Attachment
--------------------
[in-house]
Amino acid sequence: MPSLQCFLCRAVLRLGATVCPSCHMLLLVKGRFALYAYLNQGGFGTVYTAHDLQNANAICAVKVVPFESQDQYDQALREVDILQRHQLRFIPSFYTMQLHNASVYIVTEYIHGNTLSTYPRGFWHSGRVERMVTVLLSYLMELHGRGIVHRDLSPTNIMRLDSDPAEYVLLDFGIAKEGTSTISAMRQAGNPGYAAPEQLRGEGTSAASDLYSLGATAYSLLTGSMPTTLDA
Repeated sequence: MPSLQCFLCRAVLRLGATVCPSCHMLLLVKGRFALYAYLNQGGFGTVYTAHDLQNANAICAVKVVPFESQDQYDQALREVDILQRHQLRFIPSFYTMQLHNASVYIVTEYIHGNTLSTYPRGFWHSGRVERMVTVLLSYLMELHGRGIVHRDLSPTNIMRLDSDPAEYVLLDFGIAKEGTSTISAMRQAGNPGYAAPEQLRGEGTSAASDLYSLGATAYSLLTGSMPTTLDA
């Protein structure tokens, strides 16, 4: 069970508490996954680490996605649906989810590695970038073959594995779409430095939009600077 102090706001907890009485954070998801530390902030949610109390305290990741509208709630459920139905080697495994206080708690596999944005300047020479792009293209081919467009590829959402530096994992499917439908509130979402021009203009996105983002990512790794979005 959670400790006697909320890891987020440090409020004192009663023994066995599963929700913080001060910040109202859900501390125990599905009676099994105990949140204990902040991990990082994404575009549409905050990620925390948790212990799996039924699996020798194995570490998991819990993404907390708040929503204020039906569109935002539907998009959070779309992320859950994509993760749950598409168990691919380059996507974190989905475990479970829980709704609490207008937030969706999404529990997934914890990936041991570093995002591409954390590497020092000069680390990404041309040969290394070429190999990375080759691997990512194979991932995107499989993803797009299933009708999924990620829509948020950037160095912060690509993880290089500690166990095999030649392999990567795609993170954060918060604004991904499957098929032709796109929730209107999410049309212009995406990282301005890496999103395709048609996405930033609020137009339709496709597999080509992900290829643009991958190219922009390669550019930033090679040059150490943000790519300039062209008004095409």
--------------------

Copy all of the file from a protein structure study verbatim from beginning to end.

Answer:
[in-house]
Amino acid sequence: MPSLQCFLCRAVLRLGATVCPSCHMLLLVKGRFALYAYLNQGGFGTVYTAHDLQNANAICAVKVVPFESQDQYDQALREVDILQRHQLRFIPSFYTMQLHNASVYIVTEYIHGNTLSTYPRGFWHSGRVERMVTVLLSYLMELHGRGIVHRDLSPTNIMRLDSDPAEYVLLDFGIAKEGTSTISAMRQAGNPGYAAPEQLRGEGTSAASDLYSLGATAYSLLTGSMPTTLDA
Repeated sequence: MPSLQCFLCRAVLRLGATVCPSCHMLLLVKGRFALYAYLNQGGFGTVYTAHDLQNANAICAVKVVPFESQDQYDQALREVDILQRHQLRFIPSFYTMQLHNASVYIVTEYIHGNTLSTYPRGFWHSGRVERMVTVLLSYLMELHGRGIVHRDLSPTNIMRLDSDPAEYVLLDFGIAKEGTSTISAMRQAGNPGYAAPEQLRGEGTSAASDLYSLGATAYSLLTGSMPTTLDA
């Protein structure tokens, strides 16, 4: 069970508490996954680490996605649906989810590695970038073959594995779409430095939009600077 102090706001907890009485954070998801530390902030949610109390305290990741509208709630459920139905080697495994206080708690596999944005300047020479792009293209081919467009590829959402530096994992499917439908509130979402021009203009996105983002990512790794979005 959670400790006697909320890891987020440090409020004192009663023994066995599963929700913080001060910040109202859900501390125990599905009676099994105990949140204990902040991990990082994404575009549409905050990620925390948790212990799996039924699996020798194995570490998991819990993404907390708040929503204020039906569109935002539907998009959070779309992320859950994509993760749950598409168990691919380059996507974190989905475990479970829980709704609490207008937030969706999404529990997934914890990936041991570093995002591409954390590497020092000069680390990404041309040969290394070429190999990375080759691997990512194979991932995107499989993803797009299933009708999924990620829509948020950037160095912060690509993880290089500690166990095999030649392999990567795609993170954060918060604004991904499957098929032709796109929730209107999410049309212009995406990282301005890496999103395709048609996405930033609020137009339709496709597999080509992900290829643009991958190219922009390669550019930033090679040059150490943000790519300039062209008004095409």